Spaces for Change | S4C launched a new report, “Civic Space in West Africa: Trends, Threats and Futures” on February 7 under the aegis of the Civic Space Resource Hub (CSR-Hub) for West Africa. Derived from the 639 incidents of crackdowns on the civic space in 16 West African countries tracked on the Closing Spaces Database between 2016 – 2022, the report maps the trends, drivers, targets, tactics, enablers, and flashpoints of future threats on the civic space in West Africa. Combining hierarchical modeling, simple aggregation, and per capita analysis as the key methodologies for analyzing the incidents tracked and foresighting future threats, the results showed a massive drift toward authoritarianism across West Africa, resulting in a heavily-constrained operating space for civil society, dwindling tolerance for criticism and the silencing of dissenters.
Following the presentation of findings, the report launch featured a roundtable discussion between the representatives of civil society organizations (CSOs), media, government, and the private sector. The reactions from stakeholders highlighted four major issues: declining digital rights, gendered attacks on the civic space, human rights knowledge deficits among state actors, and the imperativeness of collaborative problem-solving. On the first issue, 354 of the 639 incidents, representing 64% of incidents involved the suppression of free speech, predominantly those posted online. West African countries have also increased the use of regulatory and legislative measures to censor free speech, especially online. Togo, Mauritania, Nigeria, Chad, Mali, and Guinea have all restricted access to the internet or certain social media sites in the last 5 years. The observed trends on the repression of digital rights and data privacy provoked a debate regarding the role of the private sector, especially telecommunication companies and tech corporating collecting large amounts of data collectors and operating at the mercy of government regulators.
Furthermore, the attacks on civic space actors, particularly on journalists and activists, vary across gender lines. While men suffer greater harm in terms of numbers, women are more vulnerable to more attacks than men. Women and other vulnerable minorities like the LGBTQ face greater risks online because of their gender, race, or sexual orientation, and are more likely to be victims of cyberbullying, slut-shaming and intimidation on social media than men. Incidents illuminating the gender differentials were recorded in Liberia, Ghana, Nigeria, Burkina Faso, Gambia, Niger etc. The uniformity of the observed trends across West Africa reflects the poor culture of respect for human rights by state actors in the subregion. The gaps between policies and practices widen when the judiciary, security formations, and civic actors lack functional knowledge of the rights enshrined in their own national constitutions and numerous national legislations.
As the incidents tracked on the Closing Spaces Database reveal, no one is spared from the attacks on the civic space, highlighting the need for collaborative problem-solving between CSOs, governments, and the private sector. The CSR-Hub West Africa is an example of such collaboration and resource-sharing among civil society stakeholders in West Africa. Collaborations, however, should transcend resource-sharing to the harmonization of aspirations and actions in ways that counter common threats and the cross-border copying of bad practices among state governments. Also, non-governmental organizations must find ways to include organized labour, the private sector, and other pressure groups in their advocacy pursuits. Collaborative solutions must prioritize investments in capacity-building for judges, security formations, and citizens.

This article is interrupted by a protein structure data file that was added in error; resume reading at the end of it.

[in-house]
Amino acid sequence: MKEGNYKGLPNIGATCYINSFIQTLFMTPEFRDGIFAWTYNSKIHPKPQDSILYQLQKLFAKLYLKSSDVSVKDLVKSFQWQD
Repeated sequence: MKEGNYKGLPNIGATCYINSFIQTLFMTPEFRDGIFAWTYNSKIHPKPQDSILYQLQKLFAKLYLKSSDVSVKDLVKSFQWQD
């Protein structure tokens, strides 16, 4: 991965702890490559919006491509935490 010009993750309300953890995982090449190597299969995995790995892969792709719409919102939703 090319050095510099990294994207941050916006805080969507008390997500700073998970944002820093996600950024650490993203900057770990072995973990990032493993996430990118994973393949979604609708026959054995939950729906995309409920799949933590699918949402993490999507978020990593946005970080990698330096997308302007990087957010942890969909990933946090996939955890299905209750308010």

The finding that journalists are disproportionately impacted by repressive practices also dominated the discussions. Journalists in the room shared instances where they were harassed by members of the Police Force for simply doing their jobs. They encouraged capacity-building for security forces harping on the thick red lines between human rights and abuse of power. Likewise, advocacy to end slut-shaming of women online and offline is equally imperative. Slut-shaming women is an offshoot of the patriarchal systems obtainable in many countries in the sub-region. Therefore, dismantling patriarchal structures and stereotypes are important steps toward keeping women safe in an increasingly repressed civic space.
The conversations ended on two strong notes. First, CSOs must increase their capacity to anticipate risks and attacks on the civic space, necessitating a proactive approach to policy influencing. The database documented numerous incidents of restrictive regulations and legislations aimed at censoring free speech, restricting public assemblies, or regulating NGOs operating in the region. In countries like Nigeria, both the federal and state governments are involved in churning out these repressive laws. Second, activists advocated for the simplification of research findings. That way, interesting research findings will be accessible to all, and inform the formulation of both individual and collective action, within and beyond the region.